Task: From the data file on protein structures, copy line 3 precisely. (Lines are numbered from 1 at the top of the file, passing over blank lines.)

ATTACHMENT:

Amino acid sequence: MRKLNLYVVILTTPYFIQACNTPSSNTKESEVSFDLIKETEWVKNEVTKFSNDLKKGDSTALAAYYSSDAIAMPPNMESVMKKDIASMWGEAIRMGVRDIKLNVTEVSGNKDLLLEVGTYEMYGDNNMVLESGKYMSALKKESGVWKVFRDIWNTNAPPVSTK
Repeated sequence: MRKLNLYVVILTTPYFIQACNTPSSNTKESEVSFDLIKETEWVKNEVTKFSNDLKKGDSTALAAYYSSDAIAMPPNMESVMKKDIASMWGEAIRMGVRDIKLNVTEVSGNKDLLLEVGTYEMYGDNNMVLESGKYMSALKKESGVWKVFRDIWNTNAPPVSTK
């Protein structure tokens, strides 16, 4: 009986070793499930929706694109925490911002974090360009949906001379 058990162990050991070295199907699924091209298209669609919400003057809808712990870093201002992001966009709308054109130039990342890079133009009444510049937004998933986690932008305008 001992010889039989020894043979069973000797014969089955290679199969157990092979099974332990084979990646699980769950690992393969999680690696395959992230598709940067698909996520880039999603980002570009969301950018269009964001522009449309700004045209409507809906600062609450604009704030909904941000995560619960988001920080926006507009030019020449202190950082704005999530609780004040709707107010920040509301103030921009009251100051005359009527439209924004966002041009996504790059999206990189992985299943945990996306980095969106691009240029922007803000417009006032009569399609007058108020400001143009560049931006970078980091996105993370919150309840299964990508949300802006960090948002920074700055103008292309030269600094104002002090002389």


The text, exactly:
């Protein structure tokens, strides 16, 4: 009986070793499930929706694109925490911002974090360009949906001379 058990162990050991070295199907699924091209298209669609919400003057809808712990870093201002992001966009709308054109130039990342890079133009009444510049937004998933986690932008305008 001992010889039989020894043979069973000797014969089955290679199969157990092979099974332990084979990646699980769950690992393969999680690696395959992230598709940067698909996520880039999603980002570009969301950018269009964001522009449309700004045209409507809906600062609450604009704030909904941000995560619960988001920080926006507009030019020449202190950082704005999530609780004040709707107010920040509301103030921009009251100051005359009527439209924004966002041009996504790059999206990189992985299943945990996306980095969106691009240029922007803000417009006032009569399609007058108020400001143009560049931006970078980091996105993370919150309840299964990508949300802006960090948002920074700055103008292309030269600094104002002090002389």